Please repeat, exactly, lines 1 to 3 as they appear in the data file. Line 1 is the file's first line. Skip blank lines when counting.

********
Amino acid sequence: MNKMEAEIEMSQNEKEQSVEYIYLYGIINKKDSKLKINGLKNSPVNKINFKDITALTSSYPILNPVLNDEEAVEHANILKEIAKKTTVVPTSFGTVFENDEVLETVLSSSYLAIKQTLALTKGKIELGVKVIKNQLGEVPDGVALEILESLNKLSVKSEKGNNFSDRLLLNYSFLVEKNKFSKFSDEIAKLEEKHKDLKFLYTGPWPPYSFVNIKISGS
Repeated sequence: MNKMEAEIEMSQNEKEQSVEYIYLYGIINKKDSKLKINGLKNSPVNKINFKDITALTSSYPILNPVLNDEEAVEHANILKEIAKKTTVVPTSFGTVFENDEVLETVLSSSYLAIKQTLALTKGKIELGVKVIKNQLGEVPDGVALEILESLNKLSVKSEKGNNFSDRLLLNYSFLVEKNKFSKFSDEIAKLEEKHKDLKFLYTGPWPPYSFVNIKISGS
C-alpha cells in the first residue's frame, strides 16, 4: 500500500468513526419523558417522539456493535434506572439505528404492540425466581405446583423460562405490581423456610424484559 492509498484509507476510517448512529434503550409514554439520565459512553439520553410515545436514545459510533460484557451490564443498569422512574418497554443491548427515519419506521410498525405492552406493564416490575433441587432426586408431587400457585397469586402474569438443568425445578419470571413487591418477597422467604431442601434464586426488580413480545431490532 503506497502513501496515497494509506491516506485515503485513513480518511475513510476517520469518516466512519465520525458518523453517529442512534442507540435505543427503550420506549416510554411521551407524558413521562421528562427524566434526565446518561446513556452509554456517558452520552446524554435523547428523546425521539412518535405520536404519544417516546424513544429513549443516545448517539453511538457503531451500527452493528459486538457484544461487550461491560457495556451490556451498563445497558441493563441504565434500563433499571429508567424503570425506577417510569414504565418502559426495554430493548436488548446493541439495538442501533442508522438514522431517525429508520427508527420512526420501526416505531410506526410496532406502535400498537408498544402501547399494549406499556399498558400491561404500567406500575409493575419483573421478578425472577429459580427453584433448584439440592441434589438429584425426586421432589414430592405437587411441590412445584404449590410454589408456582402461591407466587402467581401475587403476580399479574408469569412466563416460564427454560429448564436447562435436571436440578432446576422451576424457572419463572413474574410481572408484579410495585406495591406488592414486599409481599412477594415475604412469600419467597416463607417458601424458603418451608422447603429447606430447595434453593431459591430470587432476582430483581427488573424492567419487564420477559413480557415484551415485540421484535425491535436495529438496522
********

Amino acid sequence: MNKMEAEIEMSQNEKEQSVEYIYLYGIINKKDSKLKINGLKNSPVNKINFKDITALTSSYPILNPVLNDEEAVEHANILKEIAKKTTVVPTSFGTVFENDEVLETVLSSSYLAIKQTLALTKGKIELGVKVIKNQLGEVPDGVALEILESLNKLSVKSEKGNNFSDRLLLNYSFLVEKNKFSKFSDEIAKLEEKHKDLKFLYTGPWPPYSFVNIKISGS
Repeated sequence: MNKMEAEIEMSQNEKEQSVEYIYLYGIINKKDSKLKINGLKNSPVNKINFKDITALTSSYPILNPVLNDEEAVEHANILKEIAKKTTVVPTSFGTVFENDEVLETVLSSSYLAIKQTLALTKGKIELGVKVIKNQLGEVPDGVALEILESLNKLSVKSEKGNNFSDRLLLNYSFLVEKNKFSKFSDEIAKLEEKHKDLKFLYTGPWPPYSFVNIKISGS
C-alpha cells in the first residue's frame, strides 16, 4: 500500500468513526419523558417522539456493535434506572439505528404492540425466581405446583423460562405490581423456610424484559 492509498484509507476510517448512529434503550409514554439520565459512553439520553410515545436514545459510533460484557451490564443498569422512574418497554443491548427515519419506521410498525405492552406493564416490575433441587432426586408431587400457585397469586402474569438443568425445578419470571413487591418477597422467604431442601434464586426488580413480545431490532 503506497502513501496515497494509506491516506485515503485513513480518511475513510476517520469518516466512519465520525458518523453517529442512534442507540435505543427503550420506549416510554411521551407524558413521562421528562427524566434526565446518561446513556452509554456517558452520552446524554435523547428523546425521539412518535405520536404519544417516546424513544429513549443516545448517539453511538457503531451500527452493528459486538457484544461487550461491560457495556451490556451498563445497558441493563441504565434500563433499571429508567424503570425506577417510569414504565418502559426495554430493548436488548446493541439495538442501533442508522438514522431517525429508520427508527420512526420501526416505531410506526410496532406502535400498537408498544402501547399494549406499556399498558400491561404500567406500575409493575419483573421478578425472577429459580427453584433448584439440592441434589438429584425426586421432589414430592405437587411441590412445584404449590410454589408456582402461591407466587402467581401475587403476580399479574408469569412466563416460564427454560429448564436447562435436571436440578432446576422451576424457572419463572413474574410481572408484579410495585406495591406488592414486599409481599412477594415475604412469600419467597416463607417458601424458603418451608422447603429447606430447595434453593431459591430470587432476582430483581427488573424492567419487564420477559413480557415484551415485540421484535425491535436495529438496522